In March 2021, after decades out of public view, the sculpture was installed in a new public park, Maja Park, coming soon to the Benjamin Franklin Parkway. The development of Maja Park, designed by Ground Reconsidered, has been a private/public partnership between AIR Communities, which owns the adjacent Park Towne Place Museum District Residences, and Philadelphia Parks & Recreation, with support from the Commonwealth of Pennsylvania. (See all park partners here.)

Born in Berlin, Gerhard Marcks (1889-1981) was a German artist who taught at the Bauhaus and helped revive the art of sculpture in Germany in the early 20th century. He is primarily known for his sculptures, but also for his drawings, woodcuts, lithographs, and ceramics. His figurative artworks, like Maja, never seem heroic or laden with pathos, but instead reflect humanistic moods and a quiet behavior.

undated black and white photo of Gerhard Marcks working in his studio
The artist, Gerhard Marcks. Photo © Gerhard-Marcks-Stiftung, Bremen.

The installation of Maja calls attention to the resolve of artists working under duress or persecution. Labeled a “degenerate artist” by the Nazis, many of Marcks’ sculptures were destroyed during WWII, as they were considered by the Nazis to be too expressive, disproportionate, and not serving the German Ideal. Marcks was subsequently barred from exhibiting or selling his sculptures, and a number of his artworks were confiscated, melted down, and repurposed for war materials.

Learn more about sculpture’s remarkable history, how it was restored after years in storage, and the story behind the artist, Gerhard Marcks >>

 

RESOURCES:

 

Voices heard in the program:

Dr. Arie Hartog is Director and former Curator of the Gerhard Marcks Haus in Bremen, Germany, which houses a substantial collection of works by artist Gerhard Marcks. His research focus is the history of 20th century sculpture.

Dr. Paul B. Jaskot is Professor of Art, Art History and Visual Studies at Duke University. His scholarly work focuses on the political history of Nazi art and architecture as well as its postwar cultural impact.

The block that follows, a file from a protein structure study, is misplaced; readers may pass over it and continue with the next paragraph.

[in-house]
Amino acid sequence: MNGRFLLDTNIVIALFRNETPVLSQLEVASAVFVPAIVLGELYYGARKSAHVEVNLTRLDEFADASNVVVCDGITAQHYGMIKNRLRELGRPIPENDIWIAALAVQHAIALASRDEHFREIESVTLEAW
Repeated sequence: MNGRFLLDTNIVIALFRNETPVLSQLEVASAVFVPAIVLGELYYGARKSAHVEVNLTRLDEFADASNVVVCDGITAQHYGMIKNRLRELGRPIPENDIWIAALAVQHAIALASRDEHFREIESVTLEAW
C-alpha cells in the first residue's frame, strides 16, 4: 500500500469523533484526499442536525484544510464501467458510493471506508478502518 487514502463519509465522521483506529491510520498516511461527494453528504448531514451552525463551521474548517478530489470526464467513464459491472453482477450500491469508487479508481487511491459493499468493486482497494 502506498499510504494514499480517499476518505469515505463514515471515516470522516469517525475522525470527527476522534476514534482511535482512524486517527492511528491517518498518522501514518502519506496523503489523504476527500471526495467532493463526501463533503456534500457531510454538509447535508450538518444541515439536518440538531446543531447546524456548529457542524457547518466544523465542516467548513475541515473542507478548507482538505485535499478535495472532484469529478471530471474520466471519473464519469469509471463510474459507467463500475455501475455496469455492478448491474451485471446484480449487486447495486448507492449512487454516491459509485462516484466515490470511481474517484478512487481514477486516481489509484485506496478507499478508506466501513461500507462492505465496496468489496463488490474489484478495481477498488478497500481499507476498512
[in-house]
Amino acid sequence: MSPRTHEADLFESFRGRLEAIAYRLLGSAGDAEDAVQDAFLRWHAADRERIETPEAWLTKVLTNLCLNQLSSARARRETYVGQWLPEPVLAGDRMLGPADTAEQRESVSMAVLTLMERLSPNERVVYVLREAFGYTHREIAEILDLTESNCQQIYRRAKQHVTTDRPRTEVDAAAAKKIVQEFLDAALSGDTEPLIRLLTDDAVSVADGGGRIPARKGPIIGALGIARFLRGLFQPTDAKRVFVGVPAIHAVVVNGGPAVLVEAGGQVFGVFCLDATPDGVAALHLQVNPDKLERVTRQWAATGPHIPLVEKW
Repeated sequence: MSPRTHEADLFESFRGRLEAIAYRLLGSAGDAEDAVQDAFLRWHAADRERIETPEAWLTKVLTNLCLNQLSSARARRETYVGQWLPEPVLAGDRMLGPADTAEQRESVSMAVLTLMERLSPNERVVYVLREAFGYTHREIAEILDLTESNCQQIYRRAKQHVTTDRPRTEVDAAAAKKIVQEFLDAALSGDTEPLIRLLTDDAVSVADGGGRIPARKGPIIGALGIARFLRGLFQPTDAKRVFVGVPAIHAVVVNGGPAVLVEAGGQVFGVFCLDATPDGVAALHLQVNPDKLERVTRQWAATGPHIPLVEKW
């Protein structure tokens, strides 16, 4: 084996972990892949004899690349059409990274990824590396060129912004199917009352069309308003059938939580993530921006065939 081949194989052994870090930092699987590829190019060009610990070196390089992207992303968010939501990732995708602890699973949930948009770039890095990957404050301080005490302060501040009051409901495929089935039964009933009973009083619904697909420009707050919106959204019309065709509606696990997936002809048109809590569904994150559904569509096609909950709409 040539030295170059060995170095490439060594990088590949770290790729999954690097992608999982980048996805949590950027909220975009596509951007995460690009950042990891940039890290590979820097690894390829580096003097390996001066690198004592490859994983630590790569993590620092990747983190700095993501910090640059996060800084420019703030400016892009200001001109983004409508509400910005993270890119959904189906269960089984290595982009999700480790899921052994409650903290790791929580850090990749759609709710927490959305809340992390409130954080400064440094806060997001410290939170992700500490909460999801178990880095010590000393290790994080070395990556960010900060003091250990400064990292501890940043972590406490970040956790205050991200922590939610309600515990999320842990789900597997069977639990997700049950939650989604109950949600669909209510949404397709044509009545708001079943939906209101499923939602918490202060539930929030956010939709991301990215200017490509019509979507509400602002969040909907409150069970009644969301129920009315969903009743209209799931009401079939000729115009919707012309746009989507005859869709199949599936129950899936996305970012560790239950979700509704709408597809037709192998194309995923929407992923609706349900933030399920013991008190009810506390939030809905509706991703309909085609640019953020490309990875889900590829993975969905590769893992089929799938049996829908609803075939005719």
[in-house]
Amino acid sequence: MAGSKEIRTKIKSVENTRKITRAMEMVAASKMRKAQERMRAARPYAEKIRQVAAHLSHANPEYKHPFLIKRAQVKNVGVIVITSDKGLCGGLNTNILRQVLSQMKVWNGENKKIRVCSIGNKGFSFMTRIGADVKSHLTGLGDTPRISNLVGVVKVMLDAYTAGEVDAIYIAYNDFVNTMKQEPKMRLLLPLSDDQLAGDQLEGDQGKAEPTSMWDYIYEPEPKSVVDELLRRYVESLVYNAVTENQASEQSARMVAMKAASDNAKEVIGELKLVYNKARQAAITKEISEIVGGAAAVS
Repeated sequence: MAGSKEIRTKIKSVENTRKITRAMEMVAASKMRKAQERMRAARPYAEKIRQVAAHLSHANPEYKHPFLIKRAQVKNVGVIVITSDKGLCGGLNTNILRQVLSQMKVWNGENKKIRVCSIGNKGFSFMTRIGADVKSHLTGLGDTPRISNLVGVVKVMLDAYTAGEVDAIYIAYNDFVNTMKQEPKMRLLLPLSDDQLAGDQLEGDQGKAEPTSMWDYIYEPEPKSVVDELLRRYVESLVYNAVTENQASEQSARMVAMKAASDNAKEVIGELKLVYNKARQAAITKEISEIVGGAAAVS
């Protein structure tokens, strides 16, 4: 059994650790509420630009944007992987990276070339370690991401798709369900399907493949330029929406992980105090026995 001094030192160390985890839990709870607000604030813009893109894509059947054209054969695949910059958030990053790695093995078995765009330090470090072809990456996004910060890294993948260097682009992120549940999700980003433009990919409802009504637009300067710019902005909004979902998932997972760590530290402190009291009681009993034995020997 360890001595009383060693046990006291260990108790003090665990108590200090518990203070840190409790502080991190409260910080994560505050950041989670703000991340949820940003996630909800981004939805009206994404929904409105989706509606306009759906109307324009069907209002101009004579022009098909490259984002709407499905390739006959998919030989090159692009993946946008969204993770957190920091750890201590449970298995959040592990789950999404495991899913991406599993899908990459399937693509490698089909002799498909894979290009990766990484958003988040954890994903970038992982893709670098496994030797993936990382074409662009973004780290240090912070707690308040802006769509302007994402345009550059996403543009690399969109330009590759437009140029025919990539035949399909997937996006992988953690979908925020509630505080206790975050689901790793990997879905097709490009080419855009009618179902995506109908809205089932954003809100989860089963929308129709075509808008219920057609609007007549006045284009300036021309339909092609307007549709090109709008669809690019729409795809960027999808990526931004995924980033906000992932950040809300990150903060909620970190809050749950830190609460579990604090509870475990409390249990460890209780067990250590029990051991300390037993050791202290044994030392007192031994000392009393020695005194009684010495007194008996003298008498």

Patricia C. Phillips is a public art scholar, curator, art critic, and an aPA trustee. She is the former Chief Academic Officer and Academic Dean of Moore College of Art & Design.

Segment Producer: Alex Lewis

Museum Without Walls™: AUDIO is the Association for Public Art’s award-winning audio program for Philadelphia’s outdoor sculpture. Available for free by cell phone, mobile app, audio download, or on the web, the program features more than 150 voices from all walks of life – artists, educators, civic leaders, historians, and those with personal connections to the artworks. Unique audio programs are available for more than 70 outdoor sculptures throughout Center City Philadelphia and Fairmount Park.

A program of the Association for Public Art (formerly the Fairmount Park Art Association), Museum Without Walls™: AUDIO is an innovative and accessible outdoor sculpture audio program for Philadelphia’s preeminent collection of public art.

User calls Museum Without Walls Audio for Robert Indiana's LOVE sculpture
Photo Albert Yee © 2010 for the Association for Public Art

A “multi-platform” interactive audio experience – available for free by cell phone, mobile app, or on our website – Museum Without Walls™: AUDIO offers the unique histories that are not typically expressed on outdoor permanent signage.

Unlike audio tours that have a single authoritative guide or narrator, each speaker featured in Museum Without Walls™: AUDIO is an “authentic voice” – someone who is connected to the sculpture by knowledge, experience, or affiliation.

Over 150 unique voices are featured, including artists, educators, scientists, writers, curators, civic leaders, and historians.

LEARN MORE >>

 

This artwork is part of the Along the Benjamin Franklin Parkway tour, and the Around the Philadelphia Museum of Art tour.